Skip to main content
The Connectivity of Things: Network Cultures since 1832 (Infrastructures)

The Connectivity of Things: Network Cultures since 1832 (Infrastructures)

Current price: $75.00
Publication Date: November 5th, 2024
The MIT Press


A media history of the material and infrastructural features of networking practices, a German classic translated for the first time into English.

Nets hold, connect, and catch. They ensnare, bind, and entangle. Our social networks owe their name to a conceivably strange and ambivalent object. But how did the net get into the network? And how can it reasonably represent the connectedness of people, things, institutions, signs, infrastructures, and even nature? The Connectivity of Things by Sebastian Giessmann, the first media history that addresses the overwhelming diversity of networks, attempts to answer all these questions and more.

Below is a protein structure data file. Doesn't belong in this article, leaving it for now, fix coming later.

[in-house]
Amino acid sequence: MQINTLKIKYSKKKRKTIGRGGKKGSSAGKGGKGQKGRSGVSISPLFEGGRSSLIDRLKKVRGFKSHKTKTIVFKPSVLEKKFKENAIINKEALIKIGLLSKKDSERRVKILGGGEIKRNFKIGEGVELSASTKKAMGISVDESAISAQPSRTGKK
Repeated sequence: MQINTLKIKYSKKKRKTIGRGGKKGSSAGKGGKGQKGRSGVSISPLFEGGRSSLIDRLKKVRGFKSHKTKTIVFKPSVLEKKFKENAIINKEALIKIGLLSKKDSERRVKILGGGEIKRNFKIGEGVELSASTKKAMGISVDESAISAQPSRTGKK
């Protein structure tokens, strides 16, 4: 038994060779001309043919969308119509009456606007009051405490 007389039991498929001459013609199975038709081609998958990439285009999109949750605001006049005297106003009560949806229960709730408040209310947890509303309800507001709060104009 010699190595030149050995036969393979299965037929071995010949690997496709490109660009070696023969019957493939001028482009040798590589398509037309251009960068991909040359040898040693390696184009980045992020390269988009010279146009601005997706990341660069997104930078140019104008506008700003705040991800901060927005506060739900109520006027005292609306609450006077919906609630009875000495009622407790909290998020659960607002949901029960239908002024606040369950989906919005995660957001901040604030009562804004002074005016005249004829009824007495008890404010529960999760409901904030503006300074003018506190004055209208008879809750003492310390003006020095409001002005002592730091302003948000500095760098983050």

Reconstructing the decisive moments in which networking turned into a veritable cultural technique, Giessmann takes readers below the street to the Parisian sewers and to the Suez Canal, into the telephone exchanges of Northeast America, and on to the London Underground. His brilliant history explains: why social networks were discovered late; how the rapid rise of mathematical network theory was able to take place; how improbable the invention of the internet was; and even what diagrams and conspiracy theories have to do with it all. A primer on networking as a cultural technique, this translated German classic explains everything one ever could wish to know about networks.

About the Author

Sebastian Giessmann is Reader in Media Theory at the University of Siegen. He is Principal Investigator of the DFG-funded research project “Digital Network Technologies between Specialization and Generalization” with the collaborative research center Media of Cooperation.